Now On: Nude Sculptures, National Gallery

  • 30 Dec 2015 8:04 AM
Now On: Nude Sculptures, National Gallery
The word nude entered the English language from Latin, orig­inally in the sense of "plain, explicit". In art, the term first denoted representations of clothed or half-naked models with the intention of studying their figures, postures and gestures, before it started to refer to the naked human body. Before the Renaissance, nude representation was usually reserved for symbolic messages.

Later, in studio and academic practice, it served study purposes in preparation for figural compositions.

In time, the sense of the word broadened, and now refers to various representations of naked humans. Our exhibit provides examples for both understandings. Nude statues can not only be the embodiments of Adam and Eve, or Venus, but may also provide a human form for such abstract notions as Love or Morning.

In turn, titles like Sitting Man or Reclining Woman refer merely to the bodily positions of the models.To make nudes, models were used as early as the Middle Ages, male models initially substituting for female figures. It became common to use female models after 1500. As late as the 1890s, drawing after nude models was still not established in Hungarian artist training, while it was already common practice at French academies.

As a new thematic unit at our permanent exhibition, we present some of the gems of our collection, white marble statues that exemplify types of nude representation, made du­r­ing the period from the turn of the last century to the 1920s.At around 1890, monument sculpture was still marked by a historicizing eclecticism, while portraiture, genre compositions and medal art already embraced naturalism and Art Nouveau.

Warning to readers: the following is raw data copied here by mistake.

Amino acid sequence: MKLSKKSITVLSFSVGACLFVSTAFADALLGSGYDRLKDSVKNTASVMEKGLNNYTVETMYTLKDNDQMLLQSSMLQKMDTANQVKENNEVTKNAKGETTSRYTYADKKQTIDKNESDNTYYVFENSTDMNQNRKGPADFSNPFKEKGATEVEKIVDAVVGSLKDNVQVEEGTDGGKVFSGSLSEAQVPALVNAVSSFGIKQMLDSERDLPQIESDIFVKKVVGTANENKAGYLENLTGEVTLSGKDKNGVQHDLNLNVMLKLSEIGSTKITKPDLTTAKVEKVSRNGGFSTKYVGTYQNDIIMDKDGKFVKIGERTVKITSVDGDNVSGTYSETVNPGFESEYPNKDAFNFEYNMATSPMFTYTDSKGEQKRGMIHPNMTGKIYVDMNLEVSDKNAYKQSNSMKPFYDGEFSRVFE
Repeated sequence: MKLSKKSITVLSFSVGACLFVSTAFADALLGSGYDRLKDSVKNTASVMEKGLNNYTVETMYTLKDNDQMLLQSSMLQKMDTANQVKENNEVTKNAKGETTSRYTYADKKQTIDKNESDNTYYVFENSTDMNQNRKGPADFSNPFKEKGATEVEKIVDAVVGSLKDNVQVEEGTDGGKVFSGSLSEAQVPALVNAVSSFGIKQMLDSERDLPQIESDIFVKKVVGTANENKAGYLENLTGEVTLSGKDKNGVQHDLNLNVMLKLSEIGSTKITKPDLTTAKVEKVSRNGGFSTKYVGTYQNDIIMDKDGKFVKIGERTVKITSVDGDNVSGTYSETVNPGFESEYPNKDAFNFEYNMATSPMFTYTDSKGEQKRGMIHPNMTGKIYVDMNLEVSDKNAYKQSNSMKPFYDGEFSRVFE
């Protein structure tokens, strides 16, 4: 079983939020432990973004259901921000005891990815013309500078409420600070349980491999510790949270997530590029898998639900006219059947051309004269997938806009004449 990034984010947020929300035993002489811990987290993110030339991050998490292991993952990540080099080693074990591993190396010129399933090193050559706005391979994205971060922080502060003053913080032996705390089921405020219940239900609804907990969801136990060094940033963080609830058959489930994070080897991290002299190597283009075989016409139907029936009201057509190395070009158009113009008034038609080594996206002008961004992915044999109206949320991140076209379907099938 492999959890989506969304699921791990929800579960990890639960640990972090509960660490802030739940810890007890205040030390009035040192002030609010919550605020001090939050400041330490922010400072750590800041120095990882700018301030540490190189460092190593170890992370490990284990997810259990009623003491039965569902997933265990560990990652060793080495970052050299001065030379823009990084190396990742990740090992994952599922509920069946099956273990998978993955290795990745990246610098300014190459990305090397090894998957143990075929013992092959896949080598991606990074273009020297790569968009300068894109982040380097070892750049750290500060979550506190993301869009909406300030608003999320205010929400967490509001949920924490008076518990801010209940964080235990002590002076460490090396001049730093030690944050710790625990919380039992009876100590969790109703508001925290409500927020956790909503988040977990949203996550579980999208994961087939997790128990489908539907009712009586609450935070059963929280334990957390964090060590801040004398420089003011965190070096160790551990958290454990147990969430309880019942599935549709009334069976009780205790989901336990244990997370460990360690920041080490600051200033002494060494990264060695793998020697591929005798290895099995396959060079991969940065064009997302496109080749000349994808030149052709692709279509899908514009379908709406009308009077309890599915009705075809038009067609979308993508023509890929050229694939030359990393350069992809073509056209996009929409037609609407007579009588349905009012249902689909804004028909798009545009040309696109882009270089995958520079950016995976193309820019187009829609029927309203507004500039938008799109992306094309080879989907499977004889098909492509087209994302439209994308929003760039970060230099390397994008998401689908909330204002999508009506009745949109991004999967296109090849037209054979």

As in the case of painting, the modern endeavours were represented in Hungarian sculpture by those artists who had visited Paris. Budapest's Museum of Fine Arts started to purchase works from the French Auguste Rodin (1840-1917), the leading innovator of fin de siecle sculpture, already at around 1900.

The organic execution of the respective works of Miklós Ligeti and Szilárd Sződy at our exhibit bears testimony to the influence of Rodin. By contrast, József Róna, a sculptor of histori­cism, followed his antiquating nudes (Female Nude with Palm) with classical subjects and realistic figures in the new baroque vein (Adam and Eve). Ödön Moiret's statue from the 1910s reinterprets the figure of Venus, the birth of the goddess of love.

Zsigmond Kisfaludi Strobl modelled a symbolic representation of Morning in the early 1920s. It was at this time that in Emese's Dream Ö. Fülöp Beck depicted a key scene from the origin myth of the Magyars.

The exhibition can be visited with an admission ticket valid to the permanent exhibitions.

Source: Hungarian National Gallery


Buda Palace, Buildings A, B, C, D
1014 Budapest, Szent György tér 2.

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